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Minnesota National Guard
Beyond the Yellow Ribbon, beyond Minnesota

There's more reward than risk in the Yellow Ribbon Reintegration Program Act that Rep John Kline introduced in the US House on Tuesday But there is some risk

The reward: If it passes Congress, National Guard Soldiers returning from war zones will get the benefit of a smart, practical, on-point Minnesota effort to help them reintegrate in their communities The Minnesota National Guard leaders - among them Major Gen Larry Shellito and Chaplain (Maj) John Morris - who created the program here will see their tireless work on behalf of Soldiers, families and communities echo nationwide The investment will pay off for generations

Our current wars are different from others, in that they rely so heavily on National Guard and reserve Soldiers to supplement those who were on active duty Hundreds of thousands of National Guard Soldiers have been called to war zones in Iraq and Afghanistan Many have had long and/or multiple deployments They have essentially left civilian life one day, deployed to war, and then returned to civilian life suddenly when their deployments are over Many are older and perhaps more thoroughly enmeshed in their civilian communities than Soldiers in earlier wars Because they return so abruptly to civilian life, Guard and reserve Soldiers don't have access to the same decompression apparatus that active-duty Soldiers have, nor the wider group of peers who understand their experience because they've lived it They go from dodging bullets and improvised explosive devices one week to waiting at red lights the next

For the overwhelming majority of American citizens who have no personal experience whatsoever with the wars in Iraq and Afghanistan, this transition is difficult to even imagine Most Soldiers make the transition well - but that doesn't mean it's not difficult, nor that we shouldn't apply what we've learned about helping them through the transition It takes time, and community involvement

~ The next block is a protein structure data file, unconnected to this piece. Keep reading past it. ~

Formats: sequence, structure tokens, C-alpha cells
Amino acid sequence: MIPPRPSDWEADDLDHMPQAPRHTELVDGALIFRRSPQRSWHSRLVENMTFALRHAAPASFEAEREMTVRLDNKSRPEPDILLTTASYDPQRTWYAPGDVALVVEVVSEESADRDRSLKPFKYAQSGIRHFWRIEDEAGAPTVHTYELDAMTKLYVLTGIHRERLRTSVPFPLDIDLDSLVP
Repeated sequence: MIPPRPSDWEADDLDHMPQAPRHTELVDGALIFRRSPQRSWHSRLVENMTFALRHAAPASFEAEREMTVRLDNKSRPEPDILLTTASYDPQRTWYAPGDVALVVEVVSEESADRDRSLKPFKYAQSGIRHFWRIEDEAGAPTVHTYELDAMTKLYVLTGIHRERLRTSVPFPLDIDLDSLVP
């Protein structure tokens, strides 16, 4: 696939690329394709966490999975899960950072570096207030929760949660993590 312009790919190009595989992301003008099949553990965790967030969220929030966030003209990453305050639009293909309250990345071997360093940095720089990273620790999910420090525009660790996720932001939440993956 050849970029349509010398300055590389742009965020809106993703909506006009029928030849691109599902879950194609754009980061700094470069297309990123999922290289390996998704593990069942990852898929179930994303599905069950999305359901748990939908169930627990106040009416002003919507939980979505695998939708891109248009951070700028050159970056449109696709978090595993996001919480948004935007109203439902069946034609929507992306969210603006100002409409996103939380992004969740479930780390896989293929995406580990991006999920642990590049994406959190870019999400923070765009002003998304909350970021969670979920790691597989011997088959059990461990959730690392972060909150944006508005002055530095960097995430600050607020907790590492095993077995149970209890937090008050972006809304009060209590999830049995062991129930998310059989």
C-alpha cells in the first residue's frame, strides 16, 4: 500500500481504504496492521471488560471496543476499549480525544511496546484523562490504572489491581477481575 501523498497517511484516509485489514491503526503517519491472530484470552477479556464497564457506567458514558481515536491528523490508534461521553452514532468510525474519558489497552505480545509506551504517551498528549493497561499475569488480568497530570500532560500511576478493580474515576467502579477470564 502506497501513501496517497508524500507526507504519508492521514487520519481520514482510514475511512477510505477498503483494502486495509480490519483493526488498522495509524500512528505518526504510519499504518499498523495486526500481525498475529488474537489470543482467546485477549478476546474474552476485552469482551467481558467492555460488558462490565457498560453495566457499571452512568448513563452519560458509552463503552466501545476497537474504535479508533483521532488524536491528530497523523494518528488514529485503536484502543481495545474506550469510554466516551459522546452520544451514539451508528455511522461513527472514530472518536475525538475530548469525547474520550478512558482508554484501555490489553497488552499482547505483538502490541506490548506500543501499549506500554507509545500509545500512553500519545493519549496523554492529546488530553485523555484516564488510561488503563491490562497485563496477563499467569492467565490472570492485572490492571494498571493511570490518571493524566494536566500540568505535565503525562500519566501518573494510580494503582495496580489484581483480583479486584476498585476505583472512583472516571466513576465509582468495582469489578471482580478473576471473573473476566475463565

The program Kline's bill provides for is based on the successful "Beyond the Yellow Ribbon" reintegration effort in Minnesota and draws from similar efforts elsewhere It would, among other things:

Establish an Office for Reintegration Programs at the National Guard Bureau that would coordinate with state Guard organizations to help Soldiers, their families and communities

Provide for a clearinghouse to collect, analyze and share lessons learned from around the country

Provide information and layers of support for Soldiers, their families and communities through the four phases of the deployment cycle: pre-deployment, deployment, demobilization, post-deployment All US House members from Minnesota have signed on as co-sponsors

Rep Keith Ellison, for example, said he was "very grateful to - and supportive of - our returning National Guard veterans We should support their return to our communities This bill brings yet another common-sense Minnesota solution to an American challenge"

We agree, and we're grateful to Kline for raising the profile - and deepening the support - of Minnesotans' effort to bring lessons learned and whole communities to bear on the successful reintegration of Soldiers We also believe it's important to account fully for the price of war, and this program helps

Which brings us to the risk we cited above Because so few Americans have personal connections to these wars, it's easy to imagine that dealing with their effects is somebody else's job Creation of a more formal, federally funded and organized reintegration program could create the illusion that government has all the bases covered

It doesn't

As Chaplain Morris reminds us often, it take whole communities - friends, families, congregations, employers, civic organizations and more - to get the job done right

Pioneer Press
May 1, 2005
Source: http://www.twincities.com

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Governor Mark Dayton installs new Minnesota National Guard Adjutant General

Posted: 2017-11-04  04:16 PM